(WXYZ) — A lawsuit in an Ingham County court could alter the course of Michigan’s new auto insurance law.
One week after a large rally to “fix the fix” when it comes to Michigan’s auto insurance law, a complaint was filed which asks a judge to mark provisions within the new law as unconstitutional.
One provision would limit reimbursement for a family member to take care of an auto accident victim that is injured badly enough that they need help with basic needs like bathing, eating or going to the bathroom. Previously, there was no cap on the amount of hours a person could be reimbursed for, the new law created a 56-hour cap for in-home attendant care provided by a family member.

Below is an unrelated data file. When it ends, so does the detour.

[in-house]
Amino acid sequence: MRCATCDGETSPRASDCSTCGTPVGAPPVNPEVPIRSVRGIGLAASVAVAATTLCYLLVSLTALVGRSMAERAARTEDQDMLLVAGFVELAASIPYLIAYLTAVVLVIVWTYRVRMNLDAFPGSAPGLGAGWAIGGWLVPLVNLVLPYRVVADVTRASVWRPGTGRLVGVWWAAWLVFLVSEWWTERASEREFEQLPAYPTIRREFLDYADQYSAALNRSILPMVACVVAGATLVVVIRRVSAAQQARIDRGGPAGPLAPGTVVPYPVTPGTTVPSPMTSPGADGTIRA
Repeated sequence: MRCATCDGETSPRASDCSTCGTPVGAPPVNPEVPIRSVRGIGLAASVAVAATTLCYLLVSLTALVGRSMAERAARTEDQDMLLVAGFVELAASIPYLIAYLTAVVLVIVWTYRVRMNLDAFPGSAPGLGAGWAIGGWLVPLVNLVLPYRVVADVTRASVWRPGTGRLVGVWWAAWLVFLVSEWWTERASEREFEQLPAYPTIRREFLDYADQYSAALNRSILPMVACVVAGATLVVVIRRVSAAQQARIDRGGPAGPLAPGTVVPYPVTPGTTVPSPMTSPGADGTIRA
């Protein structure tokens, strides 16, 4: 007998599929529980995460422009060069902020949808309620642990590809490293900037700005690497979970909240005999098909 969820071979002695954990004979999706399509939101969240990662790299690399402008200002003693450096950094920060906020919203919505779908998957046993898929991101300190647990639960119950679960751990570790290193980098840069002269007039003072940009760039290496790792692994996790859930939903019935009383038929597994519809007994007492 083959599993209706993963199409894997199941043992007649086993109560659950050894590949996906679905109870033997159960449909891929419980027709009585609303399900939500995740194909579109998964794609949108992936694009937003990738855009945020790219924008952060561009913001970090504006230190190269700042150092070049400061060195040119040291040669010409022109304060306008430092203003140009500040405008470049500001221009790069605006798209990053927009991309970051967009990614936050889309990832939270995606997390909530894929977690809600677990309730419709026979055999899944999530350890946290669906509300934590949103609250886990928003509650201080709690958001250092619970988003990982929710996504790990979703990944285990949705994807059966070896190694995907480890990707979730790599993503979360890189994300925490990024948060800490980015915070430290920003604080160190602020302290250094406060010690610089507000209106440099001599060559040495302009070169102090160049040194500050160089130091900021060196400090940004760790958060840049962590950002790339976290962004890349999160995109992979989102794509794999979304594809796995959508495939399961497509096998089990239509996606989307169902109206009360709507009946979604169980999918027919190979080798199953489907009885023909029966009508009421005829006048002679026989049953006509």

A second provision would eventually reduce how much hospitals and other health care providers can be paid to treat, or rehabilitate, accident victims.
The lawsuit is filed by two crash victims, and lists two insurance companies as the defendants. However, the real effect would be on how Michigan implements auto insurance reform that was signed into law by Governor Whitmer in late May.
The initial motivation to change the law was to lower Michigan’s high auto insurance premiums by letting drivers choose their medical coverage. In the past, Michigan drivers were required to buy unlimited benefits.